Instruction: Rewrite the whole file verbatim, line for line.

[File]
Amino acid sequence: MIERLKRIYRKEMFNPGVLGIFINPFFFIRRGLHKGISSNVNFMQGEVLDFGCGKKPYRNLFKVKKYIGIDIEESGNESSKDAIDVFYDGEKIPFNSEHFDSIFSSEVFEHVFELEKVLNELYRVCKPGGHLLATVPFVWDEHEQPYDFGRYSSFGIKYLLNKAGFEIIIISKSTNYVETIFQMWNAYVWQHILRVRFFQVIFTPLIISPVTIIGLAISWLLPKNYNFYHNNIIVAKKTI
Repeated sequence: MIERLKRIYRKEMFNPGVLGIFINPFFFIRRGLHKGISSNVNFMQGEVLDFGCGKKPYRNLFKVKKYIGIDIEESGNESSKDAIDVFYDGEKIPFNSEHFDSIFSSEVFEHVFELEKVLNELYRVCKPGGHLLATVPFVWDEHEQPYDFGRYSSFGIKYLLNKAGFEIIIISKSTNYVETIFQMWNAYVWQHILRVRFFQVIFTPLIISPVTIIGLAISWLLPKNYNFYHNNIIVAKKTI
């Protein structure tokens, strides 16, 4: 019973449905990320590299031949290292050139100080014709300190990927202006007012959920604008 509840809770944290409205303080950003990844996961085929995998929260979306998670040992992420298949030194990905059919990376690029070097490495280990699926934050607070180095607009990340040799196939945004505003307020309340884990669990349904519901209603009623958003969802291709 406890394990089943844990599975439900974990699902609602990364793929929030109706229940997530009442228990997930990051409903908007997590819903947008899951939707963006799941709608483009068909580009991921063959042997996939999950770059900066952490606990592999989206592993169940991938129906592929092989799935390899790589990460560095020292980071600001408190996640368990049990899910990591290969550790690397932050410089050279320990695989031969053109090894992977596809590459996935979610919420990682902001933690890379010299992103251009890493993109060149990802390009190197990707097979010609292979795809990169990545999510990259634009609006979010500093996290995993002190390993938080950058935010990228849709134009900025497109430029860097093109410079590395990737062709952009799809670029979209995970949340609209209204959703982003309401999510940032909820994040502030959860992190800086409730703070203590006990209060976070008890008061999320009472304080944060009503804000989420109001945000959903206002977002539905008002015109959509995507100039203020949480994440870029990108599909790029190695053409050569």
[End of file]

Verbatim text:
Amino acid sequence: MIERLKRIYRKEMFNPGVLGIFINPFFFIRRGLHKGISSNVNFMQGEVLDFGCGKKPYRNLFKVKKYIGIDIEESGNESSKDAIDVFYDGEKIPFNSEHFDSIFSSEVFEHVFELEKVLNELYRVCKPGGHLLATVPFVWDEHEQPYDFGRYSSFGIKYLLNKAGFEIIIISKSTNYVETIFQMWNAYVWQHILRVRFFQVIFTPLIISPVTIIGLAISWLLPKNYNFYHNNIIVAKKTI
Repeated sequence: MIERLKRIYRKEMFNPGVLGIFINPFFFIRRGLHKGISSNVNFMQGEVLDFGCGKKPYRNLFKVKKYIGIDIEESGNESSKDAIDVFYDGEKIPFNSEHFDSIFSSEVFEHVFELEKVLNELYRVCKPGGHLLATVPFVWDEHEQPYDFGRYSSFGIKYLLNKAGFEIIIISKSTNYVETIFQMWNAYVWQHILRVRFFQVIFTPLIISPVTIIGLAISWLLPKNYNFYHNNIIVAKKTI
């Protein structure tokens, strides 16, 4: 019973449905990320590299031949290292050139100080014709300190990927202006007012959920604008 509840809770944290409205303080950003990844996961085929995998929260979306998670040992992420298949030194990905059919990376690029070097490495280990699926934050607070180095607009990340040799196939945004505003307020309340884990669990349904519901209603009623958003969802291709 406890394990089943844990599975439900974990699902609602990364793929929030109706229940997530009442228990997930990051409903908007997590819903947008899951939707963006799941709608483009068909580009991921063959042997996939999950770059900066952490606990592999989206592993169940991938129906592929092989799935390899790589990460560095020292980071600001408190996640368990049990899910990591290969550790690397932050410089050279320990695989031969053109090894992977596809590459996935979610919420990682902001933690890379010299992103251009890493993109060149990802390009190197990707097979010609292979795809990169990545999510990259634009609006979010500093996290995993002190390993938080950058935010990228849709134009900025497109430029860097093109410079590395990737062709952009799809670029979209995970949340609209209204959703982003309401999510940032909820994040502030959860992190800086409730703070203590006990209060976070008890008061999320009472304080944060009503804000989420109001945000959903206002977002539905008002015109959509995507100039203020949480994440870029990108599909790029190695053409050569």